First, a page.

Malachi O'Doherty wrote here on Tuesday about the wariness around reporting suicide. Malachi was concerned about how to report suicide without causing any trauma for the bereaved, or encouraging others to take their own lives.
I would like to point out to Malachi that organisations like Samaritans Ireland, as well as Professor Siobhan O'Neill, have produced documents for the media on how to write correctly about suicide. It is slightly concerning that an esteemed journalist like Malachi has not come across this document, otherwise he would have known how to portray suicide in the media in a balanced way.
Malachi also writes about positive ways that people have died by their own actions, such as by fasting. I guess he forgot to mention about kamikaze pilots and also the captain going down with the ship.
Death should not be glamorised in any way, but talked about responsibly, whether it is in media reporting, or drama.
I respect Malachi's desire to discover the correct way to deal with suicide. Each death by suicide is a complex story and a tragedy that can be avoided.
We cannot cover up death by suicide, but remain factual about the circumstances and emphasise the impact on the loved ones because a family member, or a close friend, has tragically died to suicide.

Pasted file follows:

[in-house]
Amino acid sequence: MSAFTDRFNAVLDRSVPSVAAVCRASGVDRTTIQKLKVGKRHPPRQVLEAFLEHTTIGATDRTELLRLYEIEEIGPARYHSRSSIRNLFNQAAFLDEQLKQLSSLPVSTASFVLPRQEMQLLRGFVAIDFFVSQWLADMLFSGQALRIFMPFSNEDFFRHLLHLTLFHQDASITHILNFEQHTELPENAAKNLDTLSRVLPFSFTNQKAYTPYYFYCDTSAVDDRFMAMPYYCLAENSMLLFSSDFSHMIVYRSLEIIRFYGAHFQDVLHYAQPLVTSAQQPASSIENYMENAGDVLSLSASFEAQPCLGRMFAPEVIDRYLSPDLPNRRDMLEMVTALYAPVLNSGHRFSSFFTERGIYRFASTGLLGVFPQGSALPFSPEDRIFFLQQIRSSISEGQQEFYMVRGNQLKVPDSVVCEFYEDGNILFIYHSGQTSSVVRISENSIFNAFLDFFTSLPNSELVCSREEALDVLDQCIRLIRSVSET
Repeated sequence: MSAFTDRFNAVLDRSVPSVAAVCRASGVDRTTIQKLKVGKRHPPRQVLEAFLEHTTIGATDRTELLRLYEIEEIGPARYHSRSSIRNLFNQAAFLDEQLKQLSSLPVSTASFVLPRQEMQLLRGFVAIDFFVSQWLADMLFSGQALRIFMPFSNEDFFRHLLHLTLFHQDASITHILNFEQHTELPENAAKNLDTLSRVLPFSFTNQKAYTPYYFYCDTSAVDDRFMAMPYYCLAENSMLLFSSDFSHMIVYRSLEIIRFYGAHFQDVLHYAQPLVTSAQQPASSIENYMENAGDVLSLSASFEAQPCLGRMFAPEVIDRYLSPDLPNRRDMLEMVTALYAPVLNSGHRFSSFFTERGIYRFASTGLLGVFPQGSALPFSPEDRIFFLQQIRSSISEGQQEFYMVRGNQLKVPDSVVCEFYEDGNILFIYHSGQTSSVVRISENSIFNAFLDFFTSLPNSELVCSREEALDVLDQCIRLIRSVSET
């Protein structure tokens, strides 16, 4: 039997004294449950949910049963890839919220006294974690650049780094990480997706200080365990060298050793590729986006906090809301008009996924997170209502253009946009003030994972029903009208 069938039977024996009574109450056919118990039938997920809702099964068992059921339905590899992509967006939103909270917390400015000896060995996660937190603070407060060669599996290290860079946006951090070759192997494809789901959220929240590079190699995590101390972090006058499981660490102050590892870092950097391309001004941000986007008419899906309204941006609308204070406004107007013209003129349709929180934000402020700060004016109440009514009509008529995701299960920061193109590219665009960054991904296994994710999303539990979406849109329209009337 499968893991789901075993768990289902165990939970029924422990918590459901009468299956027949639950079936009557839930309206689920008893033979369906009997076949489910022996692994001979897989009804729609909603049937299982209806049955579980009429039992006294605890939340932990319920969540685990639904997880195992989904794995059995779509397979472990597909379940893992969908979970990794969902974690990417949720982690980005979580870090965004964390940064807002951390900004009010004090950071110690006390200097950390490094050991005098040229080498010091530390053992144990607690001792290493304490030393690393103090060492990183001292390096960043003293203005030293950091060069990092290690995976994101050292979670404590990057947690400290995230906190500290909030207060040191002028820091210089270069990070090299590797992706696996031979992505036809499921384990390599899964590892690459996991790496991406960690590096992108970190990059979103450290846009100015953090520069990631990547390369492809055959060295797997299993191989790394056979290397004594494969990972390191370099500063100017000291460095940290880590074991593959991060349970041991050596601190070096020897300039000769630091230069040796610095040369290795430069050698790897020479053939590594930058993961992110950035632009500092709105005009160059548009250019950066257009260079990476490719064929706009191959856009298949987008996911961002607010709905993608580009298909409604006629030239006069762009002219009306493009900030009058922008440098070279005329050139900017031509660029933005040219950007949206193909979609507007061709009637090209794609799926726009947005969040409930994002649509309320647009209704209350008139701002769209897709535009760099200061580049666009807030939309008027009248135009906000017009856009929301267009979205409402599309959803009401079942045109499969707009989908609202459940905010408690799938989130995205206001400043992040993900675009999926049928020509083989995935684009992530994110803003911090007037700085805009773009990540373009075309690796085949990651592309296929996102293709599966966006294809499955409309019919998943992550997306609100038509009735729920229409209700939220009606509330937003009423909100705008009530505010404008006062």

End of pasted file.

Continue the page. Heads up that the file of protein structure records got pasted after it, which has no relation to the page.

Pain is at the heart of suicide. To actively inflict pain upon oneself to try to solve a situation is tragic. There is no nice way to enter this mindset, but there are many ways to avoid descending into it and each one is avoidable.
This is not just a health issue. We can look at the reasons why: intergenerational trauma from the Troubles, collapse of Stormont, NHS crises, poverty, universal credit, addiction and LGBT prejudice are the main ones.
But then there are more personal reasons: mine was mental health issues from a traumatic upbringing. Others could be loss of jobs, or the pressures of life becoming too much to cope with.
Being male seems to be a massive issue, as the majority of deaths by suicide are of males under 45.
Being the stereotypical breadwinner, or not being allowed to show emotions, are behaviours that cause men to bottle up their emotions, or lose their identity (if they lose their job, say).
Communities have changed. Once we lived, went to school, worked and played in the same area. Now, this has changed.
Each one of those could now be in different parts of the city and, therefore, we have different connections in those areas.
We may know more people, but do we closely know people? When I moved here, I found it very difficult to develop friendships, because people had grown up with the same friends and so they said that they did not need any more friends.
But I did. Same again, when I was divorced; many friends dropped away, some because they took sides, or did not want to. Loneliness is a massive issue and one that is so damaging to those struggling with life.
Society today seems only to praise the dead. For example, before Princess Diana died, she was being vilified by the Press, but as soon as she was dead, it seems that she suddenly became a saint.
Maybe, we need to be nicer, as a community, to the living, so that people know that they are valued; society today seems to be overwhelmingly negative.
We need to see that life here is positive, obstacles can be overcome and we should try to create an atmosphere that celebrates the achievements people make.